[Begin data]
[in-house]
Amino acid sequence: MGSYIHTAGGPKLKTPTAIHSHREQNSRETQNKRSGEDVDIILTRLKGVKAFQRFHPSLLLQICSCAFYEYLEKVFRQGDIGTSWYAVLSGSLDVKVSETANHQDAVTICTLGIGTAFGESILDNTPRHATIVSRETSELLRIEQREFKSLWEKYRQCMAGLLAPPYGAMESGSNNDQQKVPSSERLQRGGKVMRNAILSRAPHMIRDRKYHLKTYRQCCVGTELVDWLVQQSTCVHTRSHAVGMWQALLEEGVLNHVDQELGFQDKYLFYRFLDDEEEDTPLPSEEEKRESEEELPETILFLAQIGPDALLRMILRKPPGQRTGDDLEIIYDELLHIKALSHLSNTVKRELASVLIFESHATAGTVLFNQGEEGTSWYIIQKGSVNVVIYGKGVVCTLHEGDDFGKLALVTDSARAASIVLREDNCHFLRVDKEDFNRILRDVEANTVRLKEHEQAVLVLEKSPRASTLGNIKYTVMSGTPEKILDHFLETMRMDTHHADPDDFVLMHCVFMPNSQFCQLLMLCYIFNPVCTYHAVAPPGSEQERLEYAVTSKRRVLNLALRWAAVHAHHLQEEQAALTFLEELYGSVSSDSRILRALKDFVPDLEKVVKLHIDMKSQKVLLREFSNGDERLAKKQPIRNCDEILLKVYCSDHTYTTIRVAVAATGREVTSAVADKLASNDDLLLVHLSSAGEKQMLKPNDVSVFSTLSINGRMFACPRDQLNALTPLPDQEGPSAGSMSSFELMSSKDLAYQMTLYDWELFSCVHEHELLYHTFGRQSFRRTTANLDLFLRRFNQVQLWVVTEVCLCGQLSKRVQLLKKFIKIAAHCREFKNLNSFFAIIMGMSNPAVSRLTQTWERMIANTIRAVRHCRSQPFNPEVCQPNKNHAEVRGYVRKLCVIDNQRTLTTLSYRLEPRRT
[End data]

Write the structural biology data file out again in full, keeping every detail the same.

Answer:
[in-house]
Amino acid sequence: MGSYIHTAGGPKLKTPTAIHSHREQNSRETQNKRSGEDVDIILTRLKGVKAFQRFHPSLLLQICSCAFYEYLEKVFRQGDIGTSWYAVLSGSLDVKVSETANHQDAVTICTLGIGTAFGESILDNTPRHATIVSRETSELLRIEQREFKSLWEKYRQCMAGLLAPPYGAMESGSNNDQQKVPSSERLQRGGKVMRNAILSRAPHMIRDRKYHLKTYRQCCVGTELVDWLVQQSTCVHTRSHAVGMWQALLEEGVLNHVDQELGFQDKYLFYRFLDDEEEDTPLPSEEEKRESEEELPETILFLAQIGPDALLRMILRKPPGQRTGDDLEIIYDELLHIKALSHLSNTVKRELASVLIFESHATAGTVLFNQGEEGTSWYIIQKGSVNVVIYGKGVVCTLHEGDDFGKLALVTDSARAASIVLREDNCHFLRVDKEDFNRILRDVEANTVRLKEHEQAVLVLEKSPRASTLGNIKYTVMSGTPEKILDHFLETMRMDTHHADPDDFVLMHCVFMPNSQFCQLLMLCYIFNPVCTYHAVAPPGSEQERLEYAVTSKRRVLNLALRWAAVHAHHLQEEQAALTFLEELYGSVSSDSRILRALKDFVPDLEKVVKLHIDMKSQKVLLREFSNGDERLAKKQPIRNCDEILLKVYCSDHTYTTIRVAVAATGREVTSAVADKLASNDDLLLVHLSSAGEKQMLKPNDVSVFSTLSINGRMFACPRDQLNALTPLPDQEGPSAGSMSSFELMSSKDLAYQMTLYDWELFSCVHEHELLYHTFGRQSFRRTTANLDLFLRRFNQVQLWVVTEVCLCGQLSKRVQLLKKFIKIAAHCREFKNLNSFFAIIMGMSNPAVSRLTQTWERMIANTIRAVRHCRSQPFNPEVCQPNKNHAEVRGYVRKLCVIDNQRTLTTLSYRLEPRRT